Second, after we “taste and see that the Lord is good,” after we get an experience little by little of what living the way of Jesus is like, and experiencing the strange and new experience of having His Spirit at work in our hearts and minds, we start to find ourselves trusting His way (and Himself!) more and more. As our based-on-experience time accumulates and we watch things happen in life that we have a hard time explaining outside of God, we become more and more aware that there are things God is doing in our lives supernaturally. We see situations change, prayer affect peoples’ hearts, hard-to-explain healings, and other things occur to the extent that we begin to find it easier and easier to believe that the God working in Jesus really did heal people (no one in that generation ever claimed he didn’t – they just accused him of black magic), and from there it becomes easier to believe that this God would do something extraordinary like a Virgin Birth, as well. When you’ve experienced the presence of God working in your own life more and more, and found yourself changing as a result in ways that delight you, when you’ve seen miracles occur, it becomes easier and easier to reason your way backwards then, to something like the Virgin Birth.

“Until then,” I usually say, “I wouldn’t worry overmuch about the Virgin Birth. I don’t mind if you believe it or not. I’m not saying disregard it, I don’t believe in intellectual dishonesty – it always backfires. But maybe it’s a subject you can always come back to, anytime you want. Right now, I’d suggest you set it off to the side for the moment.  At this point in your life, there may be more compelling reasons to consider trying out the way of Jesus. And you may find that the results shed new light on this whole question.”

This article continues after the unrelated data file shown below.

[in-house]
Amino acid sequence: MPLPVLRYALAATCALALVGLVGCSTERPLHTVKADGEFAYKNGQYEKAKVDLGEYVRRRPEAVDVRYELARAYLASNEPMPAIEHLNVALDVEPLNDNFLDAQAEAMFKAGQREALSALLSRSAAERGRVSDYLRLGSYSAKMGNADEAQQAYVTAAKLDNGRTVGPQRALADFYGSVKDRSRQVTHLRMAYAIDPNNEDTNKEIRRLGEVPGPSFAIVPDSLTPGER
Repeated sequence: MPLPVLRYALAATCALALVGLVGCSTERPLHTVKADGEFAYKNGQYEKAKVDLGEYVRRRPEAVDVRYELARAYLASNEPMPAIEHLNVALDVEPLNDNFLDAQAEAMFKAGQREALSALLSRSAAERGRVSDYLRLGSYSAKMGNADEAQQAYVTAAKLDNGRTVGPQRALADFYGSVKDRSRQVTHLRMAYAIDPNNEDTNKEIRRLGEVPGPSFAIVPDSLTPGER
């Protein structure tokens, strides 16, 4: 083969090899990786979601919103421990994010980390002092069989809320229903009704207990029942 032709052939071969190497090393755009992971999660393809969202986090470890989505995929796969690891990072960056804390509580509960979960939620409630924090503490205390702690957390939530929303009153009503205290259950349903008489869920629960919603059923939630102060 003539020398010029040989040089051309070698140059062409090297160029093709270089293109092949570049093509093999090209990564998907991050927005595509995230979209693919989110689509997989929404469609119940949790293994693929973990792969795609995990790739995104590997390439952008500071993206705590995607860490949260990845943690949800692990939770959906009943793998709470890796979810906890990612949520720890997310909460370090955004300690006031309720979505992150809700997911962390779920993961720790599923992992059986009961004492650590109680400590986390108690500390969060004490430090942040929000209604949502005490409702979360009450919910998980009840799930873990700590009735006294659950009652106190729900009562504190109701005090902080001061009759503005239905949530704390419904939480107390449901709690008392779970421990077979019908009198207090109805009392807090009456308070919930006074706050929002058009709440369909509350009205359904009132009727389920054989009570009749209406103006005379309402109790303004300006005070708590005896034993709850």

To me. this approach makes the Virgin Birth a doctrine we work our way backwards to, rather than forwards from.

In the jungles of Costa Rica

cabecar jungle

 

So I’ve been AWOL for a month here, in a flurry of activity that has kept me largely away from my computer and for sure away from doing things like blogging. One of the best of these activities, in a month packed with fun, (Thanksgiving, deer hunting, etc), was a week long trip to Costa Rica, where I found myself climbing mountains in the jungle on a remote Indian Reservation doing a feasibility study for development work for an inter-agency cooperation.

From 2012-2014 I did an MA in International Development at Eastern University in St. Davids, PA at Eastern’s  (Tony) Campolo School of Leadership and Development. As a pastor, I’ve always believed in putting your money where your mouth is, and a degree in development would, I hoped, help me comprehend better how to do good work in the under-developed world, instead of blundering through with good intentions.  It was great fun and very stimulating and put me with an incredible group of people I am blessed to call friends. One of the organizations looking at development work among the Native Americans in Costa Rica knew me and asked me to come along on an assessment trip as their ‘development specialist.’ An all-expenses-paid chance to hike around in the jungle and maybe even do some good? Easy choice.  My folks paid for our 17 year old son to come along as a student observer and that made it even better.

So it was pretty sweet, interviewing folks all over, taking a look at their water and sanitation issues, and education, health services and infrastructure needs. We spent three days in the jungle and the next three days hammering out reports and sitting in long, long meetings. All in all, it was dream work. The dream job. I’m grateful to belong to a denomination with a vision for transformation of not only peoples’ spiritual lives, but all of their existence, in culturally appropriate, missiologically and anthropologically sound ways.